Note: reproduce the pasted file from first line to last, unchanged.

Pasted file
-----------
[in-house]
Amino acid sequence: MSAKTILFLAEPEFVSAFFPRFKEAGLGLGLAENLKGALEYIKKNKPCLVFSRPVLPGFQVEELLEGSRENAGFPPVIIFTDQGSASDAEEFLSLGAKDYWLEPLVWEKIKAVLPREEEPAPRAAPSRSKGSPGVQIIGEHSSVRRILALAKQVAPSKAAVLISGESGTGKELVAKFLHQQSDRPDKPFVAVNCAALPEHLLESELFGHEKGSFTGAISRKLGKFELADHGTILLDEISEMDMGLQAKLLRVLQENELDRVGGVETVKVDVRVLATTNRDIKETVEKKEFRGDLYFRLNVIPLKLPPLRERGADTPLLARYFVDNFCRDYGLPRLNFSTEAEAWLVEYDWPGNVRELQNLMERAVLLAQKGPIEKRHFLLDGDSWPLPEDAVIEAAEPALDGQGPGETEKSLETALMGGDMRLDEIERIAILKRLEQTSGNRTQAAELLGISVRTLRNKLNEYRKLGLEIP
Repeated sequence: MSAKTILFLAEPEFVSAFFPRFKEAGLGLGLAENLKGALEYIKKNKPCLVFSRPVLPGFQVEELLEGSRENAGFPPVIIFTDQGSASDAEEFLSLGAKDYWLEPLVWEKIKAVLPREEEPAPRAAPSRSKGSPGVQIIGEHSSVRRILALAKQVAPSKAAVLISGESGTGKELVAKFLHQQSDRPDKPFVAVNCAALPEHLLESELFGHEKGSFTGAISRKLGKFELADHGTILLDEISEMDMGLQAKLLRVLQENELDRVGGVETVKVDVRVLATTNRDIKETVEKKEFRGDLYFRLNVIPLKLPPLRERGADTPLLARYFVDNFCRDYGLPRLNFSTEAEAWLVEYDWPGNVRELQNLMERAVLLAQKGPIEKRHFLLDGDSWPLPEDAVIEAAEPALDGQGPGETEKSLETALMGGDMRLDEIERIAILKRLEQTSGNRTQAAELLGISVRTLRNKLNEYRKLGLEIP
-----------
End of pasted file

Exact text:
[in-house]
Amino acid sequence: MSAKTILFLAEPEFVSAFFPRFKEAGLGLGLAENLKGALEYIKKNKPCLVFSRPVLPGFQVEELLEGSRENAGFPPVIIFTDQGSASDAEEFLSLGAKDYWLEPLVWEKIKAVLPREEEPAPRAAPSRSKGSPGVQIIGEHSSVRRILALAKQVAPSKAAVLISGESGTGKELVAKFLHQQSDRPDKPFVAVNCAALPEHLLESELFGHEKGSFTGAISRKLGKFELADHGTILLDEISEMDMGLQAKLLRVLQENELDRVGGVETVKVDVRVLATTNRDIKETVEKKEFRGDLYFRLNVIPLKLPPLRERGADTPLLARYFVDNFCRDYGLPRLNFSTEAEAWLVEYDWPGNVRELQNLMERAVLLAQKGPIEKRHFLLDGDSWPLPEDAVIEAAEPALDGQGPGETEKSLETALMGGDMRLDEIERIAILKRLEQTSGNRTQAAELLGISVRTLRNKLNEYRKLGLEIP
Repeated sequence: MSAKTILFLAEPEFVSAFFPRFKEAGLGLGLAENLKGALEYIKKNKPCLVFSRPVLPGFQVEELLEGSRENAGFPPVIIFTDQGSASDAEEFLSLGAKDYWLEPLVWEKIKAVLPREEEPAPRAAPSRSKGSPGVQIIGEHSSVRRILALAKQVAPSKAAVLISGESGTGKELVAKFLHQQSDRPDKPFVAVNCAALPEHLLESELFGHEKGSFTGAISRKLGKFELADHGTILLDEISEMDMGLQAKLLRVLQENELDRVGGVETVKVDVRVLATTNRDIKETVEKKEFRGDLYFRLNVIPLKLPPLRERGADTPLLARYFVDNFCRDYGLPRLNFSTEAEAWLVEYDWPGNVRELQNLMERAVLLAQKGPIEKRHFLLDGDSWPLPEDAVIEAAEPALDGQGPGETEKSLETALMGGDMRLDEIERIAILKRLEQTSGNRTQAAELLGISVRTLRNKLNEYRKLGLEIP